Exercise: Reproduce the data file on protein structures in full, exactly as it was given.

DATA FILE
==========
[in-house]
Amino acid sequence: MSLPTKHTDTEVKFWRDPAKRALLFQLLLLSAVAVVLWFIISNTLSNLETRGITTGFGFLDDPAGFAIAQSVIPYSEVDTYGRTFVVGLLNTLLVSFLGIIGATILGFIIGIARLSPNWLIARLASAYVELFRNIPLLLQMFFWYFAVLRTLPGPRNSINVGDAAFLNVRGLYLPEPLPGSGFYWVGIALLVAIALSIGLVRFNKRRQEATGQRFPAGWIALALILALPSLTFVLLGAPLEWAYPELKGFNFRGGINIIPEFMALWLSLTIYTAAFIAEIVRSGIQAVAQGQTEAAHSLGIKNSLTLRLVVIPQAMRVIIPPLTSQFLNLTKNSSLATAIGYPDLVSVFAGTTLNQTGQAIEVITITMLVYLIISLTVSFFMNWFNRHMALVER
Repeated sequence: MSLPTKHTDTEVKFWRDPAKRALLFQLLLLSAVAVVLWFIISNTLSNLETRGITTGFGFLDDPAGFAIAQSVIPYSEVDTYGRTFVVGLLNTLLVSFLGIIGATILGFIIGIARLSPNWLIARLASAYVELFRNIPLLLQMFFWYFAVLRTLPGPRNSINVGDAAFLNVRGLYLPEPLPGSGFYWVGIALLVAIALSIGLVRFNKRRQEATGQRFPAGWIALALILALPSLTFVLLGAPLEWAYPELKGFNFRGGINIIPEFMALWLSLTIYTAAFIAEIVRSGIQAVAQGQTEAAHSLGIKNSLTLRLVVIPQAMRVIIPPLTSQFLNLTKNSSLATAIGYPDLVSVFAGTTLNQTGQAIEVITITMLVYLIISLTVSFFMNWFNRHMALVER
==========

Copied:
[in-house]
Amino acid sequence: MSLPTKHTDTEVKFWRDPAKRALLFQLLLLSAVAVVLWFIISNTLSNLETRGITTGFGFLDDPAGFAIAQSVIPYSEVDTYGRTFVVGLLNTLLVSFLGIIGATILGFIIGIARLSPNWLIARLASAYVELFRNIPLLLQMFFWYFAVLRTLPGPRNSINVGDAAFLNVRGLYLPEPLPGSGFYWVGIALLVAIALSIGLVRFNKRRQEATGQRFPAGWIALALILALPSLTFVLLGAPLEWAYPELKGFNFRGGINIIPEFMALWLSLTIYTAAFIAEIVRSGIQAVAQGQTEAAHSLGIKNSLTLRLVVIPQAMRVIIPPLTSQFLNLTKNSSLATAIGYPDLVSVFAGTTLNQTGQAIEVITITMLVYLIISLTVSFFMNWFNRHMALVER
Repeated sequence: MSLPTKHTDTEVKFWRDPAKRALLFQLLLLSAVAVVLWFIISNTLSNLETRGITTGFGFLDDPAGFAIAQSVIPYSEVDTYGRTFVVGLLNTLLVSFLGIIGATILGFIIGIARLSPNWLIARLASAYVELFRNIPLLLQMFFWYFAVLRTLPGPRNSINVGDAAFLNVRGLYLPEPLPGSGFYWVGIALLVAIALSIGLVRFNKRRQEATGQRFPAGWIALALILALPSLTFVLLGAPLEWAYPELKGFNFRGGINIIPEFMALWLSLTIYTAAFIAEIVRSGIQAVAQGQTEAAHSLGIKNSLTLRLVVIPQAMRVIIPPLTSQFLNLTKNSSLATAIGYPDLVSVFAGTTLNQTGQAIEVITITMLVYLIISLTVSFFMNWFNRHMALVER